Serious content alert. I know, I usually go for light-hearted or at least poignant, but a Tweet about a hospice volunteer caught my attention the other day. That brought to mind doing a post for those who might not be familiar with hospice. Perhaps you will never be in a position to need that service, but it is good to know about it. I was only vaguely familiar with hospice when I was with my former mother-in-law during the last months of her life. Like many people I spoke with later, I associated hospice with cancer patients. That is correct, but the actual criteria for hospice care is that an individual be declared by a physician to be terminal, and that can be any medical condition. Although the “terminal” aspect is considered to be six months or less, that is not a hard-and-fast definition, and some patients do actually recover. Despite the fact that my former mother-in-law was only under hospice care for a week, I learned a great deal and devoted a chapter of Your Room at the End: Thoughts About Aging We’d Rather Avoid to explaining more about this approach to end-of-life care.
The essentials though are that there is no hospice with a capital “H”, per se. Each Hospice group is organized independently, adhering to the same principals and abiding by the local state rules for medical care. Some hospices are associated with religious groups and others are not. Some offer a paid service of nurses and nurses assistants for on-site 24-hour care, but not all do. Three important things to know about hospice are that: (1) the individual must have made the decision to cease medical solutions other than for pain management and comfort. In other words, if an individual continues to take treatment or medication that is intended to battle a disease/condition, the individual is not eligible for hospice. I know, it runs contrary to what we usually do and that is why the decision to enter hospice can be so difficult – sometimes more so for the loved ones that for the individual. (2) An individual can still be in a hospital or other care facility because there may not be a suitable “home” to go to, or the individual might require something like artificial feeding. The artifical feeding is for comfort, not to combat the underlying disease/condition. In this case, the hospice “team” takes over certain functions while the hospital/facilty staff continues with others. (3) Entering hospice care does not mean someone is “giving up”. What it means is that an individual acknowledges that he/she is in a terminal state and no longer wishes to undergo invasive procedures and may prefer to be at home for their final months, weeks, or days. It is a time for family and friends to make their farewells.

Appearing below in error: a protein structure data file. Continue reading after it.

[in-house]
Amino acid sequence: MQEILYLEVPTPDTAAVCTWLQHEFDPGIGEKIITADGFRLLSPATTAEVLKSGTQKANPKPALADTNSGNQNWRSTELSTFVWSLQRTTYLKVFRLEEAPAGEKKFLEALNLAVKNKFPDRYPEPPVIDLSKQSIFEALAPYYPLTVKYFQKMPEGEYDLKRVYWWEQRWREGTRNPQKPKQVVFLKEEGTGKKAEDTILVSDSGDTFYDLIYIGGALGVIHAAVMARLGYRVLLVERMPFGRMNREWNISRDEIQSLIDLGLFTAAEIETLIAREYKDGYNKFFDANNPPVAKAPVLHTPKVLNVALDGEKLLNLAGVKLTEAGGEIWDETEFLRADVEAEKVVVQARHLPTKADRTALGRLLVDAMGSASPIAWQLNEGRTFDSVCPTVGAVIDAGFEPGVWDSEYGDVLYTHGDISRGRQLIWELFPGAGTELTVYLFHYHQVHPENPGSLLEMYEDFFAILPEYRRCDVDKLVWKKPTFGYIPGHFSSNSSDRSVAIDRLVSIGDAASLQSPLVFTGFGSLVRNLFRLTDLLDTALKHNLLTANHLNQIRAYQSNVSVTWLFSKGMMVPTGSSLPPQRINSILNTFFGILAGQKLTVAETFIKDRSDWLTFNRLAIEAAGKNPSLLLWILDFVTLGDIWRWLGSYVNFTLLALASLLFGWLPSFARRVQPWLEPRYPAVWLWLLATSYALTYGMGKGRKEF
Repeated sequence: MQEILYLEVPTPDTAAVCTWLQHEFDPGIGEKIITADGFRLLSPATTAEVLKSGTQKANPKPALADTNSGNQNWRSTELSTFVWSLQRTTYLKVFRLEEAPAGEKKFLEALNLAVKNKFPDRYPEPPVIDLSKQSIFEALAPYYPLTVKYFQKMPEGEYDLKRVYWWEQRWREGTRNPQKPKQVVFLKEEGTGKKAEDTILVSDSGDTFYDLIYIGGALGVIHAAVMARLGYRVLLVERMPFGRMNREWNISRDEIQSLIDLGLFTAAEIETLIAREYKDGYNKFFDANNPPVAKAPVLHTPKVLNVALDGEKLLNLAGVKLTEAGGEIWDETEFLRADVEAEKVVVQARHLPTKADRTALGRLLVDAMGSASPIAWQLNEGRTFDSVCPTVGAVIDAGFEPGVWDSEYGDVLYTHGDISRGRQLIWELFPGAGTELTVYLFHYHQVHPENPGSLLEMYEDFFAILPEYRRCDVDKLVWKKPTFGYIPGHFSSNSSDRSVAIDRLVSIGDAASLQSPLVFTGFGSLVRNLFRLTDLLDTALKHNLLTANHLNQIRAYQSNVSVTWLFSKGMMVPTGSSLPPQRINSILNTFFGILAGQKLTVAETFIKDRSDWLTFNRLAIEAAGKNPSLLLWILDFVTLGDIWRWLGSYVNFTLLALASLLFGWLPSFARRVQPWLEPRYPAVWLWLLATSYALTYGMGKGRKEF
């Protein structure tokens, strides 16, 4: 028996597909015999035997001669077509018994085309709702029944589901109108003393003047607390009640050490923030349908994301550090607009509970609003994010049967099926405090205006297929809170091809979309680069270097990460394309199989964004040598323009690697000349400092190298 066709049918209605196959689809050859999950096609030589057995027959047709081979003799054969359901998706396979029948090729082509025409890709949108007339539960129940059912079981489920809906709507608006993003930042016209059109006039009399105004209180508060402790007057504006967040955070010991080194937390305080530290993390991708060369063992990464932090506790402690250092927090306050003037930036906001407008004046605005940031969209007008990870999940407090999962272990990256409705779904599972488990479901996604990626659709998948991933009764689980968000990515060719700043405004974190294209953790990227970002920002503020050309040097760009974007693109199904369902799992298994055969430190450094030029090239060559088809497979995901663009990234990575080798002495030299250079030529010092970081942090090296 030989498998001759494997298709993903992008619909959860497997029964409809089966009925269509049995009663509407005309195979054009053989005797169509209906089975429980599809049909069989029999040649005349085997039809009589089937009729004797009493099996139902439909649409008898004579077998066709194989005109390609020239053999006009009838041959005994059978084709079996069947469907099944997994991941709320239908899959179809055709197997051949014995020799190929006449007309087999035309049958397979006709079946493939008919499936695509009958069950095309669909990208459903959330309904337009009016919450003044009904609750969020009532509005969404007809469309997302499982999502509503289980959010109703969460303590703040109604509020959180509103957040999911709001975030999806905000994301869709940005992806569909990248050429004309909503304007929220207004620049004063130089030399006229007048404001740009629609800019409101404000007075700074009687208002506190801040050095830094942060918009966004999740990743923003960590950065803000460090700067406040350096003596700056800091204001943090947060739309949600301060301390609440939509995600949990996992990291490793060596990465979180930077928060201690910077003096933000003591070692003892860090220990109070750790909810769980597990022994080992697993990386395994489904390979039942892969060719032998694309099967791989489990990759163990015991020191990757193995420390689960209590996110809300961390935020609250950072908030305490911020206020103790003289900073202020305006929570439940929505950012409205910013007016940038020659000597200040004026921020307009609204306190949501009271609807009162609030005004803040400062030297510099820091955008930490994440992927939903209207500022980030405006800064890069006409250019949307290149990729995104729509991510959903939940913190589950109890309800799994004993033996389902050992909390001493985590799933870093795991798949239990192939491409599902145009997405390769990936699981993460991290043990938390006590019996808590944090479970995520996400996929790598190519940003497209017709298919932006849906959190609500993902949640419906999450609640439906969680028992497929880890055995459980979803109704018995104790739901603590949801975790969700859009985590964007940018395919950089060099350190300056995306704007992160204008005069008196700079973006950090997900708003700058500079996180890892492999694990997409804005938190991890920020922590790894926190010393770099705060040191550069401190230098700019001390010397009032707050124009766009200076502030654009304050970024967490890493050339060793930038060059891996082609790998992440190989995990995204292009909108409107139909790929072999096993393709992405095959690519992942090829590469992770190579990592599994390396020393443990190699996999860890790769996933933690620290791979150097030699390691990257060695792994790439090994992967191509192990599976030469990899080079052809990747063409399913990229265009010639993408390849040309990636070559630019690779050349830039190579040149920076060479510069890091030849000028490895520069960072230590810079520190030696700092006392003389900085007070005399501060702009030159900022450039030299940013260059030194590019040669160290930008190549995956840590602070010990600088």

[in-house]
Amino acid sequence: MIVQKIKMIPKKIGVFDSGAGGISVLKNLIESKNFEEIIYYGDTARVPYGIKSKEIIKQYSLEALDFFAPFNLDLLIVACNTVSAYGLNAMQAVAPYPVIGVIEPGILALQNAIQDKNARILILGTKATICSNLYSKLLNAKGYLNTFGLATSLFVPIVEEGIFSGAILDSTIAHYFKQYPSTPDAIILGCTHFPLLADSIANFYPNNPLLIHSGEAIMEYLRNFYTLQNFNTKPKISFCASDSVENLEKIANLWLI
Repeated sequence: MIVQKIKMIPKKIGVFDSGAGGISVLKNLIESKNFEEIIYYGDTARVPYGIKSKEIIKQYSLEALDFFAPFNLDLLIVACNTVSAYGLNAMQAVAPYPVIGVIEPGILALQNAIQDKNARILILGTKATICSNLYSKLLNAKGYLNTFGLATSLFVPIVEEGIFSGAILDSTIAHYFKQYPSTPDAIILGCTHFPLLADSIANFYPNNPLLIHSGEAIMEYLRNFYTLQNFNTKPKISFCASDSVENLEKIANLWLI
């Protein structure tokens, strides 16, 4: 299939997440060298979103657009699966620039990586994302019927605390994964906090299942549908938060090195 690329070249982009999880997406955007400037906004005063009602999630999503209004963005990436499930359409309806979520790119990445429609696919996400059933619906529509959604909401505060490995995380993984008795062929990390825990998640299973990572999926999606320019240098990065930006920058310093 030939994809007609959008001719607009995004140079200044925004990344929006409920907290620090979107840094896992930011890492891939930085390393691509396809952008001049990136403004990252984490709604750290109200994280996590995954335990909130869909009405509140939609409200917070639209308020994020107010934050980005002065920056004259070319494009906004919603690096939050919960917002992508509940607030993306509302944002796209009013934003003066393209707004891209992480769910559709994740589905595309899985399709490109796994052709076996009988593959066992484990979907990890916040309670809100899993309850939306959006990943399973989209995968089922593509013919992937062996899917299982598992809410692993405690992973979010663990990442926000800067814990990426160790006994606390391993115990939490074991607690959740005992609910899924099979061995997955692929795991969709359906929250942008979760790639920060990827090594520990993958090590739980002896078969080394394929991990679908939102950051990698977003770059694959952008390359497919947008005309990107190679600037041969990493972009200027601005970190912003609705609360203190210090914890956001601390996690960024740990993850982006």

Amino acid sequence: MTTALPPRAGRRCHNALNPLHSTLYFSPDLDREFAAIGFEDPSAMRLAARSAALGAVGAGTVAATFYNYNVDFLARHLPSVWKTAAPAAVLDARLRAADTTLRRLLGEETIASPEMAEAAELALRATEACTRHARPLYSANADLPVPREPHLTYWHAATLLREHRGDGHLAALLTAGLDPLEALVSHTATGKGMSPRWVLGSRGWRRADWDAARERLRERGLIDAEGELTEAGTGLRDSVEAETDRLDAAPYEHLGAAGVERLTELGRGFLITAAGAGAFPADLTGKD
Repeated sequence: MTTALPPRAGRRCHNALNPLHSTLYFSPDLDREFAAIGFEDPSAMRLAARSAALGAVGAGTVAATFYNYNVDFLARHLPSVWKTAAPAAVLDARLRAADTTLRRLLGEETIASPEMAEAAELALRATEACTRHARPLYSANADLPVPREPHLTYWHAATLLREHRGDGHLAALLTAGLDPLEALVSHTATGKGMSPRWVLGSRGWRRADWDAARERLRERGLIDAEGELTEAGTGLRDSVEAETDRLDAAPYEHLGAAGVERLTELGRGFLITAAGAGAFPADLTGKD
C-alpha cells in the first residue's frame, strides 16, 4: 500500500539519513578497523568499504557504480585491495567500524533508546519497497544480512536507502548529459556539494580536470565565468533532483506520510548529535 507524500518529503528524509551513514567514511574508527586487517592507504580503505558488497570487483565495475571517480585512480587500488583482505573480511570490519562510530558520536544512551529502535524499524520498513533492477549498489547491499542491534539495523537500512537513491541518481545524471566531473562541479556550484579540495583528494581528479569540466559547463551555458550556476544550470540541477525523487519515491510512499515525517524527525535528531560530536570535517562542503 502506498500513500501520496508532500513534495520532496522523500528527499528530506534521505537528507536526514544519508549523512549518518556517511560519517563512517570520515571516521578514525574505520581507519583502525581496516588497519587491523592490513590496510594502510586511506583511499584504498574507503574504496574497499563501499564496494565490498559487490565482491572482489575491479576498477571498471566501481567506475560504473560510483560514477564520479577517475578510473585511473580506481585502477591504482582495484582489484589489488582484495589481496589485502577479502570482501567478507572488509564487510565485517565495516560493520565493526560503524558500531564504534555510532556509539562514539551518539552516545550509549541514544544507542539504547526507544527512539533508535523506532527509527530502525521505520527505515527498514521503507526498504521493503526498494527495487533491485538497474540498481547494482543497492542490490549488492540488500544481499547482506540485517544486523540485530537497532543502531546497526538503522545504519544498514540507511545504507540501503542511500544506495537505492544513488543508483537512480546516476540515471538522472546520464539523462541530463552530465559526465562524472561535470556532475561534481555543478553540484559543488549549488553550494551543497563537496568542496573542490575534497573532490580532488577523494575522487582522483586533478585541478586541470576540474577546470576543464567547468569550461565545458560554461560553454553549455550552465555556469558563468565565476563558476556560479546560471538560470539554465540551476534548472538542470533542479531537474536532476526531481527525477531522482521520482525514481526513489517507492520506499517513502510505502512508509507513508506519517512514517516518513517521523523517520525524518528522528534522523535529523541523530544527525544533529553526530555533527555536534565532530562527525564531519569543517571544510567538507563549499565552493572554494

This synopsis about hospice is greatly simplified and if you have aging parents, other relatives, or friends, I urge you to read more about hopsice. No, it isn’t a pleasant subject, yet I will tell you from experience that it can a wonderful source of support at what will be a very emotional time.